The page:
• Automation tools like TestSigma and Nagios. 

The combination of all these front-end and back-end components is what makes up the typical SaaS tech stack. 

Popular SaaS technology stacks

  • MERN: Combining MongoDB (Database), Express (back-end framework), React (front-end framework), and Node (Operating System).
  • MEAN: Combining MongoDB, Express, Angular (front-end framework), and Node.
  • MEVN: Combining MongoDB, Express, VueJS, and Node. 
  • LAMP: Back-end stack combining Linux (OS), Apache (HTTP web server), MySQL (database), and PHP (programming language)

How to choose the right SaaS technology stack for your project

Now that we have a good grasp of tech stack in the context of SaaS, it is time to learn how to choose the right one.  

Choosing the right tech stack comes down to this process;

1. Think through the product you want to build

The first step towards a well-curated tech stack is understanding the scope of your SaaS project. 

By this, we mean understanding the solutions your SaaS application is expected to bring into the market: This could include details such as the number of users it can serve, the expected size of the application’s infrastructure, how long the solution will last, and the deployment medium. 

For instance, if you intend to build an invoicing SaaS solution targeting millions of users, you are likely to find out that a cloud-based server working with a relational DBMS like Oracle may serve you better.

If you intend to build a mobile solution for low-end devices, the React Native framework may serve as a better lightweight programming option than Flutter. 

Thinking through these nuances allows you to adopt a tech stack that will give you the best results for your use case.  

2. Take into account the primary language (s) that your developers are accustomed to

Embracing the latest technologies in the market may help you stay ahead of competitors. However, it is crucial to consider the familiarity levels of the developers who will be involved in the project.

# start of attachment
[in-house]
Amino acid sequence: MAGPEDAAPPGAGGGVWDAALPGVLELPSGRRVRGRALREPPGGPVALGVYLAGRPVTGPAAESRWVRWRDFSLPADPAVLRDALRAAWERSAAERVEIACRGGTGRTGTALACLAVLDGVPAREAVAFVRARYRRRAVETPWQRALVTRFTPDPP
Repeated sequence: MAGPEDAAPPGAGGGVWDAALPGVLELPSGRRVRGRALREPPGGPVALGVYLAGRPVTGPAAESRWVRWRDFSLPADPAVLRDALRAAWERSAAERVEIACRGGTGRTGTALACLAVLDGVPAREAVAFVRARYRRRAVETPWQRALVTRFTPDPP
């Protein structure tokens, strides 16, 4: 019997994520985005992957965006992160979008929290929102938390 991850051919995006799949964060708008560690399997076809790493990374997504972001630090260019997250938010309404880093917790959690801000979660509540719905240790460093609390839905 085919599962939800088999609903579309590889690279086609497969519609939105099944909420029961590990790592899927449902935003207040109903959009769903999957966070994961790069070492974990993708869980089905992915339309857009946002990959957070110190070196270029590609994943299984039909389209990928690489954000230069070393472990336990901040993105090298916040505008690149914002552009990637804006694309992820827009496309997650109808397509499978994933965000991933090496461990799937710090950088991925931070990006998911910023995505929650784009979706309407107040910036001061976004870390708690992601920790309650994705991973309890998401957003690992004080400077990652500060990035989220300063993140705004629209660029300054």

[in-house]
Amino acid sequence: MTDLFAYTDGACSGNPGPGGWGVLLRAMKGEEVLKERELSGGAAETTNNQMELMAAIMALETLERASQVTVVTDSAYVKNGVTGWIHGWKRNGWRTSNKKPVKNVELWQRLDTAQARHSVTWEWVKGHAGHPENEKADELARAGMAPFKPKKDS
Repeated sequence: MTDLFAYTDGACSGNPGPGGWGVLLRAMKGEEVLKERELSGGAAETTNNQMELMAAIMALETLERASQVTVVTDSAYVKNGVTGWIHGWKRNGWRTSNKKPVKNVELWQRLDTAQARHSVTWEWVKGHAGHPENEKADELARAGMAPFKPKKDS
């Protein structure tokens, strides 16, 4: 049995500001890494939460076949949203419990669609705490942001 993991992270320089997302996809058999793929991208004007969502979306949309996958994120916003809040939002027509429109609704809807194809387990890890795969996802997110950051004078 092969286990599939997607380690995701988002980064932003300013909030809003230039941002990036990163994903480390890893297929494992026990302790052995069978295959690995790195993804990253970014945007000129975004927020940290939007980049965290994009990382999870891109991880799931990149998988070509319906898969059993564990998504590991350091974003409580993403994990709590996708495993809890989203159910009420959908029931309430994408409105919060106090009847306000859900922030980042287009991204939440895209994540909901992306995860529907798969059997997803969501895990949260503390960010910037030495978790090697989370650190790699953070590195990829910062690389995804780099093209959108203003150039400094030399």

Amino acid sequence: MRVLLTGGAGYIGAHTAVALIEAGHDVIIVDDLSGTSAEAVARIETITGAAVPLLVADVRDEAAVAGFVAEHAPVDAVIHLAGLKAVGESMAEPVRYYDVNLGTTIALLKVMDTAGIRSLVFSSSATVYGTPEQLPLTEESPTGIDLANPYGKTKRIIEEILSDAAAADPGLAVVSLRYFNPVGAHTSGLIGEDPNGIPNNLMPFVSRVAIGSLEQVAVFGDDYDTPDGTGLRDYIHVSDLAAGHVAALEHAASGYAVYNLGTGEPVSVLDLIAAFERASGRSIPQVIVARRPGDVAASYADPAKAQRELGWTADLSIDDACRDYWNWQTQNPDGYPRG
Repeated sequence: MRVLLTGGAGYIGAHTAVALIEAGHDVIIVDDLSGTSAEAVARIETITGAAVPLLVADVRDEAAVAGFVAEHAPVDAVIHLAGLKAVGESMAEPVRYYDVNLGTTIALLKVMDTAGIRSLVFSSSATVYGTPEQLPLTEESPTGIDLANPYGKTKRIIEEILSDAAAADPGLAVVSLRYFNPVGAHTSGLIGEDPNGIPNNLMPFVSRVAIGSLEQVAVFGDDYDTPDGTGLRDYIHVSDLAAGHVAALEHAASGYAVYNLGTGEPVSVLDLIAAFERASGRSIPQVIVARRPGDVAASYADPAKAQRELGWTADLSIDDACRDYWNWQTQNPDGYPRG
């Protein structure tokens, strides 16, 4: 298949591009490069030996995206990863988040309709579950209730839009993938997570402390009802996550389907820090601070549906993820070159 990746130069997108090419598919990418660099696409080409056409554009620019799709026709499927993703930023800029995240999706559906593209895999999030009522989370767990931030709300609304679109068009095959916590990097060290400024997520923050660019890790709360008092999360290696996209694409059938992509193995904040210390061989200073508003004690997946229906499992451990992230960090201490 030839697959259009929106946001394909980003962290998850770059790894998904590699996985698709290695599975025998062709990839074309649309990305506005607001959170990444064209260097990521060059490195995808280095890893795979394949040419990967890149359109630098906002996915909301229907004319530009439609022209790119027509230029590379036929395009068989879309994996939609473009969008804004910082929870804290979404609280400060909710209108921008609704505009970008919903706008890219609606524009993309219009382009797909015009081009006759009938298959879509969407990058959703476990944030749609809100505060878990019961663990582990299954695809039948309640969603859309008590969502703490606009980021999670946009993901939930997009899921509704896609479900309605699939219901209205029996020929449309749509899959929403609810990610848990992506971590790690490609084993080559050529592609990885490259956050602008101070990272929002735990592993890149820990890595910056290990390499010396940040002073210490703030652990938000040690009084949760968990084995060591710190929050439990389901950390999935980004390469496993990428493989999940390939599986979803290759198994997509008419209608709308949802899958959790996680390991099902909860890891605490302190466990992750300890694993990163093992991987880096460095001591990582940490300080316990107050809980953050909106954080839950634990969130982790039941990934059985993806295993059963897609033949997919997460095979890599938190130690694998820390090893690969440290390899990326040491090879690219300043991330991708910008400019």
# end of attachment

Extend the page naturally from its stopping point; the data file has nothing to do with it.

Introducing too many unfamiliar tools to developers poses a risk that can lead to project disruptions, delays, and confusion. This is especially critical when it comes to the core front-end and back-end languages.

If there are essential languages that developers must use, but they lack adequate familiarity, it is advisable to invest in training or consider adding more skilled developers who are proficient in those languages. 

3. Review the community and support around each language or platform

Communities drive the world of programming.  Not only do members provide materials and first-hand support to problems. These communities are also a treasure trove of resources for inspiration on best practices.The best communities are host to frequently updated frameworks and templates to bolster the development process.   

What’s more, you may be lucky to discover that some members have already built a product that is similar to what you are trying to develop. Their experience can offer valuable insights into avoiding mistakes and achieving faster results. 

For example, the ReactJS community boasts a larger and more active membership compared to the Angular community, making it a more reliable choice for a front-end framework.

The less community support a tool has, the lonelier the developers throughout the development journey - and this could pose a risk. 

4. What is the learning curve like?

In the dynamic landscape of modern technology, the sheer breadth and depth of tools have reached unprecedented levels. It has become increasingly challenging for any team of developers to possess expertise in every facet of these expansive tools.

This knowledge gap necessitates the developers acquire skills in specific tools that may be crucial for the project but are not commonly utilized by the team.

To address this requirement, it is crucial to prioritize simplicity in the learning process. Go for tools that offer a gentle learning curve.

5. How easy is it to find skilled talent (developers) for your kind of project?

Many business owners and managers have had to shelve great product ideas because they could not locate suitable developers for the project. 

Yes, this may sound ridiculous but it happens.

Developer shortage continues to be a huge problem worldwide, especially for the very high end skills that are required to build complex products. Often, the situation is that the developers may be there but occupied with other projects and therefore unavailable to take on more work. 

How do you navigate this challenge? 

Scrutinize the tech stack options and assess the feasibility of finding skilled professionals for each critical tool. In cases where you anticipate challenges in acquiring the necessary expertise, consider replacing those specific tools with alternatives that are more readily supported by available skilled professionals.